David Ostler and family
Hello, I am David Ostler. I have always lived in Lincolnshire, born and bred. My parents live in the village of Woolsthorpe. I was born in a place called Old Leake, which is not far from Boston, in 1963. I lived around the Boston area for my younger childhood. Then we moved nearer this side of Lincolnshire, not far from Stamford. Then we went across to Old Somerby and moved into the village where my parents still live in 1980. We moved around a bit but always in Lincolnshire.
I went to school at Great Casterton near Stamford and had just started the secondary school which was just up the road when we moved to Old Somerby so I got transferred to the King's School in Grantham where I stayed until I was 17. I did reasonably well in my O-level examinations. I got seven O-levels which gave me a good grounding. I started to do my A-Level exams but I didn't do particularly well after my first year sixth results and decided to leave. I think that my parents had hopes that I was university material but it wasn't for me. I had no such aspirations, I decided that I didn't want to go on to further education. I didn't really know what I wanted to do if I am honest. I had a farming background with my father and I was very much into the agricultural scene. Indeed when I left school I did go into a farming job, mainly working on the land, tractor driving and such. I did that for the first six months and then I went on to milk the cows. All the milking was mechanised. I used to cycle to work, 12 miles each way, but after a while I managed to save up a little bit of money and got myself a motor-cycle. Unfortunately, the year 1981, was one of the coldest winters on record. It is surprising how hard the agricultural environment can be in such weather. I remember having quite a few hairy journeys to work in the frost and snow. One morning on my way to work it had been a rough night and coming round a bend a tree was across the road. I was going far too fast to take any avoiding action so I just dipped my head down and apparently I went straight through the tree. Fortunately the main trunk was off the road. When I got to work they had found out that this tree was blocking the road. We went up with the tractor and you could see the shape where I had gone through, it was almost like a cartoon. Another morning it had got that cold that the milk was freezing in the jars straight out of the cows. It was a harsh old winter that was. But it didn't put me off.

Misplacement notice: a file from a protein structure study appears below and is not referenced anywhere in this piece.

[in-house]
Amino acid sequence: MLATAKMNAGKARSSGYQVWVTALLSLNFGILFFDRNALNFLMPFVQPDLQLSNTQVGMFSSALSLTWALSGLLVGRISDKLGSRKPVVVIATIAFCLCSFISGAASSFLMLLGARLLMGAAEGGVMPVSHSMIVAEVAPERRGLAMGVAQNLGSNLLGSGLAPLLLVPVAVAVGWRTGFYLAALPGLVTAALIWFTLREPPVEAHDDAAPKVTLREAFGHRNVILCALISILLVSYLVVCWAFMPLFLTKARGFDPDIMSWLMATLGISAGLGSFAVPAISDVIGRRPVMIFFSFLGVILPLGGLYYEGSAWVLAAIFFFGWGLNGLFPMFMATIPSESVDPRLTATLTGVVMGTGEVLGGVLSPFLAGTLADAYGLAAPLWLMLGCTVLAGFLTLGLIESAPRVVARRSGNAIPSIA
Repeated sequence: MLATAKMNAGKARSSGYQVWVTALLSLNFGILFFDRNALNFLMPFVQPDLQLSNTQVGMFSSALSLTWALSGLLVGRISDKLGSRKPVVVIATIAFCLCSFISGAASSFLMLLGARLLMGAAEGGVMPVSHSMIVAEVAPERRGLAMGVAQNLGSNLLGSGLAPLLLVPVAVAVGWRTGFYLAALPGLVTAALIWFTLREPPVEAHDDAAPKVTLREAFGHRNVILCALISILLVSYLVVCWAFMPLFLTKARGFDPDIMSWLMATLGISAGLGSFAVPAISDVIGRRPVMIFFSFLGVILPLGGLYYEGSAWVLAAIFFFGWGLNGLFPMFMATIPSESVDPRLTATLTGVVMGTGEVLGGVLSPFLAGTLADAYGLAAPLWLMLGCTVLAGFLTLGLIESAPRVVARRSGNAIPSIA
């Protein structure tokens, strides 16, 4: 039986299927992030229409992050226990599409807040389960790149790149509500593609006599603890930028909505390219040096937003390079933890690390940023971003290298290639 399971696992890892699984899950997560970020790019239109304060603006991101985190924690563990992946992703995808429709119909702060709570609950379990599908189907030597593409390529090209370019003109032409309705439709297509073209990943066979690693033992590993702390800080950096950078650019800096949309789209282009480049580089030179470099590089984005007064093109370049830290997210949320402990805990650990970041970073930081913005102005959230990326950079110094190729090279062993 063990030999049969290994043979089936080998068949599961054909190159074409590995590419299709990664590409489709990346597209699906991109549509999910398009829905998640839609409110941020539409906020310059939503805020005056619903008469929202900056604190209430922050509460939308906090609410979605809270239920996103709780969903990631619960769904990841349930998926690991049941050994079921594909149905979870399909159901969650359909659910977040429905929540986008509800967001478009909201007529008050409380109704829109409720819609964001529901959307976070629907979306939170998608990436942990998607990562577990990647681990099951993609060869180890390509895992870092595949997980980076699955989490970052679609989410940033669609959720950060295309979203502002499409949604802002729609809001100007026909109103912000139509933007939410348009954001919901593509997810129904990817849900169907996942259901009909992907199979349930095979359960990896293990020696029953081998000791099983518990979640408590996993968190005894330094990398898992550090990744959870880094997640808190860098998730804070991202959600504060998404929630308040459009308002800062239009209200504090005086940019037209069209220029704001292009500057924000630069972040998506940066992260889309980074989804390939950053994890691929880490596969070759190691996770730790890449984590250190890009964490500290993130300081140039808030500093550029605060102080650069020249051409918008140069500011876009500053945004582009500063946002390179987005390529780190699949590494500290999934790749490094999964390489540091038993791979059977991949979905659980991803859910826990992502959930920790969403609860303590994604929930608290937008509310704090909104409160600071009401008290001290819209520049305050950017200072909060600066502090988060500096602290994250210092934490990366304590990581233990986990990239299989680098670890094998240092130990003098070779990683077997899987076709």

I have always had an interest in motorcycles right from my school days. I honestly can't think where it came from. None of my friends were into motorcycles but I just developed an interest and luckily for me my dad bought a motor-cycle to get to work round about the time I left school. Then he got the bug so we shared a common interest which we still have today.